1994-07-01 - Re: Devil’s advocate

Header Data

From: Sandy Sandfort <sandfort@crl.com>
To: Anonymous User <nobody@soda.berkeley.edu>
Message Hash: 1a55b070deef8438bc37aa59de1ea7e41c5d22f19773a32efa0d261daf3eb33a
Message ID: <Pine.3.87.9406301803.A19355-0100000@crl.crl.com>
Reply To: <199407010042.RAA19250@soda.berkeley.edu>
UTC Datetime: 1994-07-01 01:22:21 UTC
Raw Date: Thu, 30 Jun 94 18:22:21 PDT

Raw message

From: Sandy Sandfort <sandfort@crl.com>
Date: Thu, 30 Jun 94 18:22:21 PDT
To: Anonymous User <nobody@soda.berkeley.edu>
Subject: Re: Devil's advocate
In-Reply-To: <199407010042.RAA19250@soda.berkeley.edu>
Message-ID: <Pine.3.87.9406301803.A19355-0100000@crl.crl.com>
MIME-Version: 1.0
Content-Type: text/plain


On Thu, 30 Jun 1994, Anonymous User wrote:

> I see an argument of "what do you need to protect so badly that Clipper
> cannot work?  Are you doing something ILLEGAL?  Clipper works, and only
> trusted law enforcement personell can use the keys, therefore there is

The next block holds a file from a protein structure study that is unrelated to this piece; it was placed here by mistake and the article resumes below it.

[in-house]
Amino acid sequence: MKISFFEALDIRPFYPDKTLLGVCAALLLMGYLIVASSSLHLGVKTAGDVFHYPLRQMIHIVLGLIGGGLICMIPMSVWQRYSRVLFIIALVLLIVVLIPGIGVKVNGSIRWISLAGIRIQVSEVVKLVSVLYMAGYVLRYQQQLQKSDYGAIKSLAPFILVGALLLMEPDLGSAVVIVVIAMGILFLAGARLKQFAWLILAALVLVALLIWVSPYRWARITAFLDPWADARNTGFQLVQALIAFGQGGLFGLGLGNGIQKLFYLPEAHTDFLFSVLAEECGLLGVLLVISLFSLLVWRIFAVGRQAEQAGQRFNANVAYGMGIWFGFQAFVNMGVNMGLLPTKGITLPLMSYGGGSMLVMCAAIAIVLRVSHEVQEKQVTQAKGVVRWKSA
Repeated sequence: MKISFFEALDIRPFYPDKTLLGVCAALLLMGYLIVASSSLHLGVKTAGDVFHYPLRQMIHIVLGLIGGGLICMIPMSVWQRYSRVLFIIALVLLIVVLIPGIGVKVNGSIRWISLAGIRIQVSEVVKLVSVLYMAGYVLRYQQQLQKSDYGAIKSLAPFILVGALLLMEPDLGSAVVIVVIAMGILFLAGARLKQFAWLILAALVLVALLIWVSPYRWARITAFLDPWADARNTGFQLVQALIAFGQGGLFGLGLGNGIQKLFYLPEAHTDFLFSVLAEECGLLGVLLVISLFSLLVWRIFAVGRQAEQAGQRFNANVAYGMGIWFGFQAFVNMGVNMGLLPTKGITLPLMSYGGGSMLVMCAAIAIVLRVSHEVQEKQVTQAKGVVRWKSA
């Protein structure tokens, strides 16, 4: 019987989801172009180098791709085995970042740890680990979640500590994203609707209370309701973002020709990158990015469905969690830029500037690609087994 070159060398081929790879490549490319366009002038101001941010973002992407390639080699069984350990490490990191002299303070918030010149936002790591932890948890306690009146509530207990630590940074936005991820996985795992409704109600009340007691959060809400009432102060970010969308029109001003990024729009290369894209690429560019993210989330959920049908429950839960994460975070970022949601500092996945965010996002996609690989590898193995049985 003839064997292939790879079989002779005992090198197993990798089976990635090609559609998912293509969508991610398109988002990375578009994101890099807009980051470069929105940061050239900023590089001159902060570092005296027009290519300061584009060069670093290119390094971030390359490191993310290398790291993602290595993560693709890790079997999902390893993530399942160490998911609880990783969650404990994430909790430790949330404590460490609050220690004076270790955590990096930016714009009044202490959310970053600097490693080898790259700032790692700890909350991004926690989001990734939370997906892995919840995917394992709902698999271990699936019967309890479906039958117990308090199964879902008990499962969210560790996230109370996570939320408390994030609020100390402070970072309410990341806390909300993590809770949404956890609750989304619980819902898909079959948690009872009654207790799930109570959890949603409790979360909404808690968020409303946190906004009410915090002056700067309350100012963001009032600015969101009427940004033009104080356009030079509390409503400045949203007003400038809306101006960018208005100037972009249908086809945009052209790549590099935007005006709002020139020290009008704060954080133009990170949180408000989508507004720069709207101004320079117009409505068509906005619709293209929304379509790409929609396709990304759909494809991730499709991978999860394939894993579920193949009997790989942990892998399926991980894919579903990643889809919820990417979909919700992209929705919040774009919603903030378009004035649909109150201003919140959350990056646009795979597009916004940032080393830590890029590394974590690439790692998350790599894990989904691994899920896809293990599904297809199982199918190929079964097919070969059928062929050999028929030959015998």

> no risk here.".
> It is hard to explain to some liberal friends of mine . . .

For liberals, I would examine some pet cause and examine the consequences 
of that cause becoming "illegal."  For instance, if your friends are "pro 
choice," you might ask them what they would do if the right to lifers 
outlawed abortion.  Would they think it was wrong for a rape victim to 
get an abortion just because it was illegal?  How would they feel about 
an abortion "underground railroad" organized via a network of "stations" 
coordinated via the Internet using "illegal encryption"?  Or would they 
trust Clipper in such a situation?

Everyone in America is passionate about something.  Such passion usually 
dispenses with mere legalism, when it comes to what the believer feels is 
a question of fundamental right and wrong.  Hit them with an argument 
that addresses their passion.  Craft a pro-crypto argument that helps 
preserve the object of that passion.

 S a n d y